Another new addition is the power play mechanic which gives a losing team a chance to recover from a serious ass whooping; a clever thought as the amount of people in the modern online arena who rage quit when losing is frankly, scary. There’s 2 v 2 v 2 deathmatch which is another great addition to the wealth of modes in Uncharted‘s multiplayer suite, offering another different experience. Simply put, it’s Uncharted’s award-winning formula placed in a competitive environment, what’s not to like? Oh, and remember how I said Naughty Dog think of everything? Well, there’s also a co-op mode with offline, LAN and online modes available with the ability to sign in on two separate PSN profiles (Who else includes these options? See, everything).
History Is Made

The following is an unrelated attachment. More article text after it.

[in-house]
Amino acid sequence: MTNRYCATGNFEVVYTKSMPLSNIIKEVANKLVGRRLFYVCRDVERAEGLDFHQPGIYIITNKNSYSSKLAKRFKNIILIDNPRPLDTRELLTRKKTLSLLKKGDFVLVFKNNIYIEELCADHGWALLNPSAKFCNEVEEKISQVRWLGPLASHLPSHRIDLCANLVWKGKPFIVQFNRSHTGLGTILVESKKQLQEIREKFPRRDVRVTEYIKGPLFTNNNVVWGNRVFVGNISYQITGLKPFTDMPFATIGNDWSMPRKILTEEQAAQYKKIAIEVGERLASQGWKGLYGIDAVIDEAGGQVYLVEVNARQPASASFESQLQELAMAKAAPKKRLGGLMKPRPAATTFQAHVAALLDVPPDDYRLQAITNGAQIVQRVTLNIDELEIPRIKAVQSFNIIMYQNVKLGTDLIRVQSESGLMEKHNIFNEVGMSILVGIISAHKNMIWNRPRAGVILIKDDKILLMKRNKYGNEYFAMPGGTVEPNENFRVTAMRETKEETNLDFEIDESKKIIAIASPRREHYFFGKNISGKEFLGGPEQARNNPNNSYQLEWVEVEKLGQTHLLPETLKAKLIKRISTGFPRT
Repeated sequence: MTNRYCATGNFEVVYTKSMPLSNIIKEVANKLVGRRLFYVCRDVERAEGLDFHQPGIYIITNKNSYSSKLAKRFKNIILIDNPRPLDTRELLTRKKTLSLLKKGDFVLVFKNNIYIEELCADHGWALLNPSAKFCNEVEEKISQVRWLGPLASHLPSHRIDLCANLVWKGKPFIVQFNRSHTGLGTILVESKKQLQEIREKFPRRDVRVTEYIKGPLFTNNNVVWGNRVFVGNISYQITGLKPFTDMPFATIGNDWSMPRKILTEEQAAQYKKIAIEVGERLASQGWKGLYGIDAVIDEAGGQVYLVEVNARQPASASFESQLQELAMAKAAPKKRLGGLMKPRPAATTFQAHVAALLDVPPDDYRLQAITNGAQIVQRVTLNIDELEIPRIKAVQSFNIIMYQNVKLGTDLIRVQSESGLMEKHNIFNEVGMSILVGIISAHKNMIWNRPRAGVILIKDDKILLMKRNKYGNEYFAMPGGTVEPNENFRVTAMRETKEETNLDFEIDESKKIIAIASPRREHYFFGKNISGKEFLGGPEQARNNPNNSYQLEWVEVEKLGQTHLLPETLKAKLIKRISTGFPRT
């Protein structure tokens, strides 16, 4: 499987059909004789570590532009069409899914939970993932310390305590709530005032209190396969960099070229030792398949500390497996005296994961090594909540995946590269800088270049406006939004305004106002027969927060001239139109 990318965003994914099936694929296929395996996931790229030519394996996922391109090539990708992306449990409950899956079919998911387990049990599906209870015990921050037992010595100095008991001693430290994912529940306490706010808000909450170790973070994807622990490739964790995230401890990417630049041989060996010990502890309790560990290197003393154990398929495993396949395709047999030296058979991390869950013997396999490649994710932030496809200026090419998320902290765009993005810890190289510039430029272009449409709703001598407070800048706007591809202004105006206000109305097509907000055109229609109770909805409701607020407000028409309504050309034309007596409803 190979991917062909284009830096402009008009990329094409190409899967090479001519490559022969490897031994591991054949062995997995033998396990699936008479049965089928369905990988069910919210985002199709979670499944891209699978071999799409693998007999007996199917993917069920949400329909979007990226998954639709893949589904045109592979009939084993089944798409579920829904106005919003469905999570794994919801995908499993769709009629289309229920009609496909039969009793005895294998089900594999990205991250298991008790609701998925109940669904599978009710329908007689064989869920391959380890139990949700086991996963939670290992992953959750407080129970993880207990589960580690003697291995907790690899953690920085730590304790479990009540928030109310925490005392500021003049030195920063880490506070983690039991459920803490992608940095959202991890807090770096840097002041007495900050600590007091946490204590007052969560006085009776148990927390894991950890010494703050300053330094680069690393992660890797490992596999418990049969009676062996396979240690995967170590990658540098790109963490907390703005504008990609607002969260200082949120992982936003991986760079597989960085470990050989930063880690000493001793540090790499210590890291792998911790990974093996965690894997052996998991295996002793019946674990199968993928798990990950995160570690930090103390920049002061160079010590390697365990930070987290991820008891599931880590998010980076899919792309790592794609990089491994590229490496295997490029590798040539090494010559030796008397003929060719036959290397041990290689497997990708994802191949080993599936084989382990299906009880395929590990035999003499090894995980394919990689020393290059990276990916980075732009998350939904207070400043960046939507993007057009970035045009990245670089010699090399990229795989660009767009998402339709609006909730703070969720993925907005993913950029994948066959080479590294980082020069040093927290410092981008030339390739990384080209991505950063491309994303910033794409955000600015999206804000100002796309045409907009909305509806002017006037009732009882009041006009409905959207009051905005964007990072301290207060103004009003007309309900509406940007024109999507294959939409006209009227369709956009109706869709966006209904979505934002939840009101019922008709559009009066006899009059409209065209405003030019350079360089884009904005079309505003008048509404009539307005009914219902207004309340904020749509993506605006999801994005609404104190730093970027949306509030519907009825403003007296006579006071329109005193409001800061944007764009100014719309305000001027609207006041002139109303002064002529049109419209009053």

Uncharted 3 is without a shadow of the doubt, one of the most memorable games I have ever had the pleasure to play. Of course there are some minor flaws, but they never detract you away from the overall experience. Throughout the gripping campaign, I was constantly wowed; infatuated by Uncharted's beauty, character and brilliance. As the credits rolled I was left beaming like a small child, naturally wanting more, but extremely content at what I had played. The addictive multiplayer suite provides hours of competitive enjoyment, with a diverse array of modes including the co-op campaign. The story is worthy of any cinema screen, providing more action and twists than any film I can recall from recent memory. From the acting, to the human touches that bring the game to life, Uncharted 3 is an absolute blast. Like your favourite film or album, it's something that you will want to experience again and again; it's just that damn good. You have to play this game, as this my friends, is the very reason we love video games.